10 Sep

Grass and the Miser

While out today, I spotted someone mowing a small patch of grass adjacent to a strip mall. It gave me a laugh as I thought of an incident involving a former employer and a similar small patch of grass. Perhaps the story will give you a laugh as well.

Before I begin, though I won’t name the employer, the owner is deceased and the company has long since gone out of business.
The fact that the company is no longer in business likely will not come as much of a surprise after you read this story. This is but one in a long series of comparable tales involving this foolhardy owner. He was skilled in his craft, but he was often left wanting as a businessman. As I look back, it was remarkable that the company stayed afloat for as long as it did.
This company had owned a two-storey building and it housed all of their staff comfortably for many years. A steady increase in business, however, had seen more and more staff come on board.
It got to the point that the building was literally bursting at the seams. A friend and I had jokingly suggested bunk desks as a solution. Like bunk beds, employees could work over top of each other. Perhaps the most senior employee would get dibs on the top bunk.
The company looked for more practical alternatives.
Across the street was a strip mall with a vacant office. A solution was readily at hand.
The owner and the property manager came to an agreement on the rent, though I’m sure that the negotiations were not easy. The owner was a notorious miser who would carefully track each penny that left the office.
As an example, there was a time during one winter that I had to wear a parka in the office because he had turned the heat down so much. It had caused such resentment that another staff member went as far as to call Workplace Safety and Health to no avail.
Everything looked to be on track with the nearby unit until the owner had found out that part of the monthly maintenance fee had included the cost of mowing a small patch of grass on the opposite side of the strip mall.
There was no grass next to his unit, so why should he have to pay for mowing grass, he said.
The property manager refused to lower the rent and the owner backed out of the deal.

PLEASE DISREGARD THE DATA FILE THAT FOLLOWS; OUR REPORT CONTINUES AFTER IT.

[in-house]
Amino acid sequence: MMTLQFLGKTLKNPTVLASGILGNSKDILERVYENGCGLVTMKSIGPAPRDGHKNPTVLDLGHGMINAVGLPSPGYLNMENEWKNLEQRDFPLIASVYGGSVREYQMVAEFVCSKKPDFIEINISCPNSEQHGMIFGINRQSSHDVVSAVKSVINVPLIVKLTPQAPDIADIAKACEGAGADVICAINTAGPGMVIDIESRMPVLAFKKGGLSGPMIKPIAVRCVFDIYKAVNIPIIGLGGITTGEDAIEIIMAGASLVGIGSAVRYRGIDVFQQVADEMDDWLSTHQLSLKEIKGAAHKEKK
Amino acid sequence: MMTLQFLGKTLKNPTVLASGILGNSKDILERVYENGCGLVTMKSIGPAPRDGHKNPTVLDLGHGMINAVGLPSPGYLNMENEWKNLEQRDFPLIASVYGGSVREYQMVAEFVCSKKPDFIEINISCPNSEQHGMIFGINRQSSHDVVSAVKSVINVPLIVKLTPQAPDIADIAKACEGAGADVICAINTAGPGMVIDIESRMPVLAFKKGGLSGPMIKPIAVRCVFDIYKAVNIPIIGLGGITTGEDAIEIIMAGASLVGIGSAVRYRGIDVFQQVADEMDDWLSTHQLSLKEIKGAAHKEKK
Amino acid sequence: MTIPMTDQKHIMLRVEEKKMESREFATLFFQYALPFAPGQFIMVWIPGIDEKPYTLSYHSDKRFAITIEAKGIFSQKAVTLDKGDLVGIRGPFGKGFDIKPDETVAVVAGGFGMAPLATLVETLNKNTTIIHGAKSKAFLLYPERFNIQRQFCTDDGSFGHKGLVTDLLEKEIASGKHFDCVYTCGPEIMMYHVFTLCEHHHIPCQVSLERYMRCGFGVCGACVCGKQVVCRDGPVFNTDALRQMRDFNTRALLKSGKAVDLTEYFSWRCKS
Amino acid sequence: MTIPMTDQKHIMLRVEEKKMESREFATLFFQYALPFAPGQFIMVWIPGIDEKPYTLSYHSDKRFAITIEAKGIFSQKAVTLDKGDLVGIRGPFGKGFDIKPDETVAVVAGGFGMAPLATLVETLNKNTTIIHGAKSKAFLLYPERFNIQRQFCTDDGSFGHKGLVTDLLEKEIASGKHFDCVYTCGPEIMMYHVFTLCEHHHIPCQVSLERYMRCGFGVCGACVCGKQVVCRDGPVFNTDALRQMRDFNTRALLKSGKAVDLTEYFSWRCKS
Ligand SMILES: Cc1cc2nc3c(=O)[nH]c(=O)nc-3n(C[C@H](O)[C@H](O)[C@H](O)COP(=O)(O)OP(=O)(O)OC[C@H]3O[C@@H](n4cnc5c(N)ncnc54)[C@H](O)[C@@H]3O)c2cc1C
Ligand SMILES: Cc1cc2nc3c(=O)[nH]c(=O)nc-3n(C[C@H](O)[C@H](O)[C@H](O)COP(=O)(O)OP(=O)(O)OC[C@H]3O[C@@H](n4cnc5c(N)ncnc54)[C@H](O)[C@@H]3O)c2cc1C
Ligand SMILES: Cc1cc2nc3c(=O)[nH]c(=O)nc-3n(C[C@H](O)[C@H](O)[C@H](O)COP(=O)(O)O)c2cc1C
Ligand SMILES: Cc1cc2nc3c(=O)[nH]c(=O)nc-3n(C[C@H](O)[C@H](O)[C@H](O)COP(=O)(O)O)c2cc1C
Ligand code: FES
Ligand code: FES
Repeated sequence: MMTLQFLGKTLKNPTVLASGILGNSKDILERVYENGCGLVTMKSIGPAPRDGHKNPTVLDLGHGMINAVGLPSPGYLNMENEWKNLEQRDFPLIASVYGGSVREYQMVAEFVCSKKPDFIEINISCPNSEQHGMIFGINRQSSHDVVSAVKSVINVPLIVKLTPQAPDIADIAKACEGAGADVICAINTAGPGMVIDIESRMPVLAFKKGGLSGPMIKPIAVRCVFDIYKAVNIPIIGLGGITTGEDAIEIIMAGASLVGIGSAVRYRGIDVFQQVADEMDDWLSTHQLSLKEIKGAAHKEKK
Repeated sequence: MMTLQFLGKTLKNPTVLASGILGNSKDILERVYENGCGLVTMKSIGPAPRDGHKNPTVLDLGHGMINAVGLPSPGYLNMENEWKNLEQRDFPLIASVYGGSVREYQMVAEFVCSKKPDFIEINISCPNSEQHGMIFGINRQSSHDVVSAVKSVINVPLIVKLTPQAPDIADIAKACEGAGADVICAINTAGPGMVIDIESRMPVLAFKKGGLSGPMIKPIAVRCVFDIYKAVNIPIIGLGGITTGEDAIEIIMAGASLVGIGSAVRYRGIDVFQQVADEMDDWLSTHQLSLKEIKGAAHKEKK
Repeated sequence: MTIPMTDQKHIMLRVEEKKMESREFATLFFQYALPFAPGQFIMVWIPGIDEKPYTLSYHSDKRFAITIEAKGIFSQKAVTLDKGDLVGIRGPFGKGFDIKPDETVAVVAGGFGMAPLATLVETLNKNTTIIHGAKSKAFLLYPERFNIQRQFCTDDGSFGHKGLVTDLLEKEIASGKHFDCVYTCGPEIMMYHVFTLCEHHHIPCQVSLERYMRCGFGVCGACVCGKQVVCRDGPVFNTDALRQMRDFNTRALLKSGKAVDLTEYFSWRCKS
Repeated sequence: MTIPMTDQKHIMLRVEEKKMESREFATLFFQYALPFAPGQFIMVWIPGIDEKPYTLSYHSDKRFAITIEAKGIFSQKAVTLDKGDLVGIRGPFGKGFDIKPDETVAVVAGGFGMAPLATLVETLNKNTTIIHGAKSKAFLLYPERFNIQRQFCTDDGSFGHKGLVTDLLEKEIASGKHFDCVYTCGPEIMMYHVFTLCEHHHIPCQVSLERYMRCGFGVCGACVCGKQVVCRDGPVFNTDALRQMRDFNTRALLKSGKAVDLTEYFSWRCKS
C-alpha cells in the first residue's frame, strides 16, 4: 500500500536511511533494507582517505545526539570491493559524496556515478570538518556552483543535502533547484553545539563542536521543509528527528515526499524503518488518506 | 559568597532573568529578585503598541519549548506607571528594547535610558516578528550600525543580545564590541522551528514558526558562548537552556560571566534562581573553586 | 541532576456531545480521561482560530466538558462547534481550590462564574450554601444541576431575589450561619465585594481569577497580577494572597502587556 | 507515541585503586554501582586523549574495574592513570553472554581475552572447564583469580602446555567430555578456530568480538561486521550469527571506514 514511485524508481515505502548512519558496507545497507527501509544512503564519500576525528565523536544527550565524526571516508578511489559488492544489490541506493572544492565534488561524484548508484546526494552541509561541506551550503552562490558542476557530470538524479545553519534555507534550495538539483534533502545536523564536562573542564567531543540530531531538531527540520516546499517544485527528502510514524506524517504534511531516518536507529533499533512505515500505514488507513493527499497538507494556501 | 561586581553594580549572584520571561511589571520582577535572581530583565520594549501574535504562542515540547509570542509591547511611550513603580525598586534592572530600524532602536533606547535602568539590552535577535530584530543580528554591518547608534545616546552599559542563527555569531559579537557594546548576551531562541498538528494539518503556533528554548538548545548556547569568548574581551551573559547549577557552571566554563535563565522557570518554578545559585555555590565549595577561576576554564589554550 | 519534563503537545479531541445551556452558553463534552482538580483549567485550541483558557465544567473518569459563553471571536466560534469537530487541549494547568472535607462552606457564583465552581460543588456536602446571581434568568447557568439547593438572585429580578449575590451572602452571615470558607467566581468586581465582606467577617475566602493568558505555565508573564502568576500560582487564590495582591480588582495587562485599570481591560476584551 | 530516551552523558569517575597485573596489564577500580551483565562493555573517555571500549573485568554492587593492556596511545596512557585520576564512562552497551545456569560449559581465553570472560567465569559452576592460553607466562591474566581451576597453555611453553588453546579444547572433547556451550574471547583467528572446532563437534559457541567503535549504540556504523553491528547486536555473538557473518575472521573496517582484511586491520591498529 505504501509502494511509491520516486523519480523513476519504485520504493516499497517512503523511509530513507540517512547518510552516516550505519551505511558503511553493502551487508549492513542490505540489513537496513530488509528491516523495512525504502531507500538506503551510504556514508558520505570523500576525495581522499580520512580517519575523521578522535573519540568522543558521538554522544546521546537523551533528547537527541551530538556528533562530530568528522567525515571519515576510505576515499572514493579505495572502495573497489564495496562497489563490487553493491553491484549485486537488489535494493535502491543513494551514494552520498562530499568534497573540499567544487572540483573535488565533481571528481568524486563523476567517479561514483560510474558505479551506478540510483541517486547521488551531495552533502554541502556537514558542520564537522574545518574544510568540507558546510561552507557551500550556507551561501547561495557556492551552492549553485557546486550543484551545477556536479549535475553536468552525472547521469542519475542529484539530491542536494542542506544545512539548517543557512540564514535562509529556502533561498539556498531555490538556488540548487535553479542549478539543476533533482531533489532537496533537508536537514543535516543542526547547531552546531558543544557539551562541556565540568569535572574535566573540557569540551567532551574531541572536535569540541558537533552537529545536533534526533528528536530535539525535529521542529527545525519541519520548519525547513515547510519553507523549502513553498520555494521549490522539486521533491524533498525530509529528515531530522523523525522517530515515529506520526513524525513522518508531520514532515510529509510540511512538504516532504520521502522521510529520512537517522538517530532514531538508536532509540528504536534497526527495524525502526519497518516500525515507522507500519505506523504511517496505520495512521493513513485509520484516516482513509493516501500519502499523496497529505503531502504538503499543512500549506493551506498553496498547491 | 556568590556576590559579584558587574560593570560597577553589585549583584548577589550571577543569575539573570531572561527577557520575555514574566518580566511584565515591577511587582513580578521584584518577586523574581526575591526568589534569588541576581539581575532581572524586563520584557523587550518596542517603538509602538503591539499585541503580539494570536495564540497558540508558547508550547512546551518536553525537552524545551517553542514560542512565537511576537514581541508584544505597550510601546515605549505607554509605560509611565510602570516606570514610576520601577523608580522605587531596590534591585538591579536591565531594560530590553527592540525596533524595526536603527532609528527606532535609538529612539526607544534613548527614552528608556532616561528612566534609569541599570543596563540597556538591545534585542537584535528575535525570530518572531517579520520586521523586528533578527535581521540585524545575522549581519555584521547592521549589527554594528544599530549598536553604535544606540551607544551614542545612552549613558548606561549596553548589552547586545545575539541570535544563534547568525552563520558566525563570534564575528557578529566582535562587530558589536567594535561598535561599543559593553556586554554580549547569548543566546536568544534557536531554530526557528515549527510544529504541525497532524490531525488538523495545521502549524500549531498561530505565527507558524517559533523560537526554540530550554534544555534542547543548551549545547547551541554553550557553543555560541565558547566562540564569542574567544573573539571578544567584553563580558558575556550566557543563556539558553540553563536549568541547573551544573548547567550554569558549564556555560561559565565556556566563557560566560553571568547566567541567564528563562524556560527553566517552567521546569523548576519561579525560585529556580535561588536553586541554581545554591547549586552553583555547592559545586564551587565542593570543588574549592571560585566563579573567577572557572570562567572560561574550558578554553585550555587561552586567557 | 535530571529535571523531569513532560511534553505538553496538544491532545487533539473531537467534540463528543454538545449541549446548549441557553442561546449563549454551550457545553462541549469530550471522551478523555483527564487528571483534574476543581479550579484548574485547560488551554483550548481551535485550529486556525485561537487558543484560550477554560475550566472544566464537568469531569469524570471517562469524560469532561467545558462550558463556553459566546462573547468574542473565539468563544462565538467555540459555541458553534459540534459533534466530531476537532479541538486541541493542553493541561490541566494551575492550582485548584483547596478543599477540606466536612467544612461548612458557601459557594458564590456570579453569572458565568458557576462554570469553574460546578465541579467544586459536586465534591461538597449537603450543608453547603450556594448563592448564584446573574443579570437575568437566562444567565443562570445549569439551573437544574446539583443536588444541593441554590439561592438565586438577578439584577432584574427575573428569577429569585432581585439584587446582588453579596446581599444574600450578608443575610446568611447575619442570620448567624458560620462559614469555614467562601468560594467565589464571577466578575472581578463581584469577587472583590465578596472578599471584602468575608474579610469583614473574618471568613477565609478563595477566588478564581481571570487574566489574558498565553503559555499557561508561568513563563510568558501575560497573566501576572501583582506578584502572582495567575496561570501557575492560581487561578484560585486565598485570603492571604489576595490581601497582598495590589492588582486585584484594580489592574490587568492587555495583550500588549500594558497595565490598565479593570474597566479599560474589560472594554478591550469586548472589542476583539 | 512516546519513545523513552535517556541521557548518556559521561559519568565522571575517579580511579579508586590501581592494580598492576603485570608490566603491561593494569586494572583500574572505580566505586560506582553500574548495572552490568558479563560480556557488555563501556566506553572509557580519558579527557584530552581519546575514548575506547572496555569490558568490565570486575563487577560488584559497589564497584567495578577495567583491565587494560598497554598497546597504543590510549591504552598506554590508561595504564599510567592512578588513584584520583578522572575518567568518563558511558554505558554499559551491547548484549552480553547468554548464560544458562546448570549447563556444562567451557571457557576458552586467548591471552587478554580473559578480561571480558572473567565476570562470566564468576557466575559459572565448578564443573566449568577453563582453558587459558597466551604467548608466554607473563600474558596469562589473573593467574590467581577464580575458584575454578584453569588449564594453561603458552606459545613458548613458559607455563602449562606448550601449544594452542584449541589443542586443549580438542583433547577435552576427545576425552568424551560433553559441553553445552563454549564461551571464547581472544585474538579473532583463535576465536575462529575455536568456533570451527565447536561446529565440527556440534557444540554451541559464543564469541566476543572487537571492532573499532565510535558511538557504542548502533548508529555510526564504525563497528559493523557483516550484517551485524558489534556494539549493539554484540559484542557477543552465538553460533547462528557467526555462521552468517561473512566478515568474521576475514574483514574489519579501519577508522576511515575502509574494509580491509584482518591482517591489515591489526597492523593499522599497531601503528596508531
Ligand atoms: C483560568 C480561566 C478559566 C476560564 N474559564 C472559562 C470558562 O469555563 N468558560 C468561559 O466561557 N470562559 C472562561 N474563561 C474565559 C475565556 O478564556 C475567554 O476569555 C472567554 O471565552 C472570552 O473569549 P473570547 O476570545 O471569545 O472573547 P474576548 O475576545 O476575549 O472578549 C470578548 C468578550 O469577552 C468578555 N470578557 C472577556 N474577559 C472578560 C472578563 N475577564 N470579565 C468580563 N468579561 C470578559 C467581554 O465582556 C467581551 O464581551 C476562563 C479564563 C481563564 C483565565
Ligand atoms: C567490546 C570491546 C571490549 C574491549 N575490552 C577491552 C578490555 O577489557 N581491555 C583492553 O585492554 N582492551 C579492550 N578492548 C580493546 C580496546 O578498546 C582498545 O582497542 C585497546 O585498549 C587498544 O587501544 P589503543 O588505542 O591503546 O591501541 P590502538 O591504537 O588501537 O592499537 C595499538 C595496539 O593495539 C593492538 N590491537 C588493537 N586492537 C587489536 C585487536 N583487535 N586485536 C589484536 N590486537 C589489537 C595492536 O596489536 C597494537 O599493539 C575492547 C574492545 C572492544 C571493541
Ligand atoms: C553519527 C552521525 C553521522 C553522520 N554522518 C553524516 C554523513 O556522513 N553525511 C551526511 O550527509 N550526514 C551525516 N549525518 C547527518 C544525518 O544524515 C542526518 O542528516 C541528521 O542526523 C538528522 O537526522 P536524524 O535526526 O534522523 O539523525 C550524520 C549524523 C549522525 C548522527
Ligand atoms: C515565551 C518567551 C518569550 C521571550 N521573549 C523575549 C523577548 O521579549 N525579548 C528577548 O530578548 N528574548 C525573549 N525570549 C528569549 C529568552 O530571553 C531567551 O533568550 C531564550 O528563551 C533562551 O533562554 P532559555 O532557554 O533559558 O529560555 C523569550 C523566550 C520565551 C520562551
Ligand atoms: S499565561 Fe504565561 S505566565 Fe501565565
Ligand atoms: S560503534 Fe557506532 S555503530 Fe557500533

Unfortunately, there was no other vacant office nearby. After much searching, he eventually found an empty building in an industrial park several miles away. He took out a second mortgage on his existing building to buy it and about a quarter of the staff made the move out there.
This arrangement soon resulted in many problems.
Staff were often shuttling between the two offices, resulting in an incalculable number of wasted person-hours. From my perspective, I began to spend so many extra hours on the phone trying to diagnose problems in the remote office that most often could have been easily solved with a five-minute trip downstairs.
This was in an era long before electronic communication became commonplace. The only network available to us was “sneaker net,” physically moving paper files from one desk to another.
Since so many items needed to be couriered between the two sites, the company had to hire an employee whose sole function was to act as a mailman. In addition, they also had to pay him a mileage allowance, since he was using his own vehicle.
In short, though those of us in the existing building appreciated having the space, the splitting of offices proved to be an unmitigated disaster. Bunk desks may have proved to be a better option after all.
Up until his dying day, however, I have no doubt that the owner was enormously proud of having stuck to his guns by refusing to pay for mowing that grass.
As they say, penny wise, pound foolish.
And that is why I will always chuckle when I see someone mowing a small patch of grass near a strip mall.